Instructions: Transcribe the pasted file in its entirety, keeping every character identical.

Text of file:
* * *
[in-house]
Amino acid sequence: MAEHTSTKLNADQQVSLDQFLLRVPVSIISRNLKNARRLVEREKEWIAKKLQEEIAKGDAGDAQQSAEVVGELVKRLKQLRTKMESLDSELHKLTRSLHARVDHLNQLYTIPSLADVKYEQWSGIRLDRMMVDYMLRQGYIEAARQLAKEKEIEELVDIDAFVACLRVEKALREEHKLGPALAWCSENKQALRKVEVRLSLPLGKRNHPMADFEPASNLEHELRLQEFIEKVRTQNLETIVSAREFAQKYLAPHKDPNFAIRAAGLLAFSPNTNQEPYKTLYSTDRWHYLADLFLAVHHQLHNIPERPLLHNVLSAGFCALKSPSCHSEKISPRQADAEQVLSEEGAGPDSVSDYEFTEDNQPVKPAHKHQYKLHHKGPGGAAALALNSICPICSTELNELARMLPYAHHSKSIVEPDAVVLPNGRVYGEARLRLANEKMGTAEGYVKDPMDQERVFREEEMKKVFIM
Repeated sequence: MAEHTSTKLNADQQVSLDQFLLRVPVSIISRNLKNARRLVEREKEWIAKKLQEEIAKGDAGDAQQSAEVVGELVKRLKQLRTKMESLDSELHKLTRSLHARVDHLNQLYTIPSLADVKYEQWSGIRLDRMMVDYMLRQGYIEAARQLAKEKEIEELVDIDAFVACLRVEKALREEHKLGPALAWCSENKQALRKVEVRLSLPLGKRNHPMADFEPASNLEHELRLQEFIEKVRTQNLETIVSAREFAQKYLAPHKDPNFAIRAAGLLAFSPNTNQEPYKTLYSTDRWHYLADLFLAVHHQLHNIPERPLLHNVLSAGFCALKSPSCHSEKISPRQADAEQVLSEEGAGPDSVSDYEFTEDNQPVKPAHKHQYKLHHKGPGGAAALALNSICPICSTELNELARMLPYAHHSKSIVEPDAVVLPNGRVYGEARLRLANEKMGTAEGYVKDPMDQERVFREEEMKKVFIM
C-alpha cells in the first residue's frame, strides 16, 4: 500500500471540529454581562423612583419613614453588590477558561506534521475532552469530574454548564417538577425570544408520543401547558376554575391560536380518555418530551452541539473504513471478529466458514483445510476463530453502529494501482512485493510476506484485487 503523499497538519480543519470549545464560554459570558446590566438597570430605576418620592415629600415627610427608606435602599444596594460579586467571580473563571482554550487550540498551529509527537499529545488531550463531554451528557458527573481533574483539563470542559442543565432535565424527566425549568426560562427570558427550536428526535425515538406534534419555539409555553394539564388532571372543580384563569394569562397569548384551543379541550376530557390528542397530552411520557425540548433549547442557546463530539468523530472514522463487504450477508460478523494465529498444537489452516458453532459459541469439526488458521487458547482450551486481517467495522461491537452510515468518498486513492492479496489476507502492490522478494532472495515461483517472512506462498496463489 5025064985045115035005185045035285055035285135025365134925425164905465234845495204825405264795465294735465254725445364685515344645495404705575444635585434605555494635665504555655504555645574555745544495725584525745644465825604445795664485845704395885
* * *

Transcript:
[in-house]
Amino acid sequence: MAEHTSTKLNADQQVSLDQFLLRVPVSIISRNLKNARRLVEREKEWIAKKLQEEIAKGDAGDAQQSAEVVGELVKRLKQLRTKMESLDSELHKLTRSLHARVDHLNQLYTIPSLADVKYEQWSGIRLDRMMVDYMLRQGYIEAARQLAKEKEIEELVDIDAFVACLRVEKALREEHKLGPALAWCSENKQALRKVEVRLSLPLGKRNHPMADFEPASNLEHELRLQEFIEKVRTQNLETIVSAREFAQKYLAPHKDPNFAIRAAGLLAFSPNTNQEPYKTLYSTDRWHYLADLFLAVHHQLHNIPERPLLHNVLSAGFCALKSPSCHSEKISPRQADAEQVLSEEGAGPDSVSDYEFTEDNQPVKPAHKHQYKLHHKGPGGAAALALNSICPICSTELNELARMLPYAHHSKSIVEPDAVVLPNGRVYGEARLRLANEKMGTAEGYVKDPMDQERVFREEEMKKVFIM
Repeated sequence: MAEHTSTKLNADQQVSLDQFLLRVPVSIISRNLKNARRLVEREKEWIAKKLQEEIAKGDAGDAQQSAEVVGELVKRLKQLRTKMESLDSELHKLTRSLHARVDHLNQLYTIPSLADVKYEQWSGIRLDRMMVDYMLRQGYIEAARQLAKEKEIEELVDIDAFVACLRVEKALREEHKLGPALAWCSENKQALRKVEVRLSLPLGKRNHPMADFEPASNLEHELRLQEFIEKVRTQNLETIVSAREFAQKYLAPHKDPNFAIRAAGLLAFSPNTNQEPYKTLYSTDRWHYLADLFLAVHHQLHNIPERPLLHNVLSAGFCALKSPSCHSEKISPRQADAEQVLSEEGAGPDSVSDYEFTEDNQPVKPAHKHQYKLHHKGPGGAAALALNSICPICSTELNELARMLPYAHHSKSIVEPDAVVLPNGRVYGEARLRLANEKMGTAEGYVKDPMDQERVFREEEMKKVFIM
C-alpha cells in the first residue's frame, strides 16, 4: 500500500471540529454581562423612583419613614453588590477558561506534521475532552469530574454548564417538577425570544408520543401547558376554575391560536380518555418530551452541539473504513471478529466458514483445510476463530453502529494501482512485493510476506484485487 503523499497538519480543519470549545464560554459570558446590566438597570430605576418620592415629600415627610427608606435602599444596594460579586467571580473563571482554550487550540498551529509527537499529545488531550463531554451528557458527573481533574483539563470542559442543565432535565424527566425549568426560562427570558427550536428526535425515538406534534419555539409555553394539564388532571372543580384563569394569562397569548384551543379541550376530557390528542397530552411520557425540548433549547442557546463530539468523530472514522463487504450477508460478523494465529498444537489452516458453532459459541469439526488458521487458547482450551486481517467495522461491537452510515468518498486513492492479496489476507502492490522478494532472495515461483517472512506462498496463489 5025064985045115035005185045035285055035285135025365134925425164905465234845495204825405264795465294735465254725445364685515344645495404705575444635585434605555494635665504555655504555645574555745544495725584525745644465825604445795664485845704395885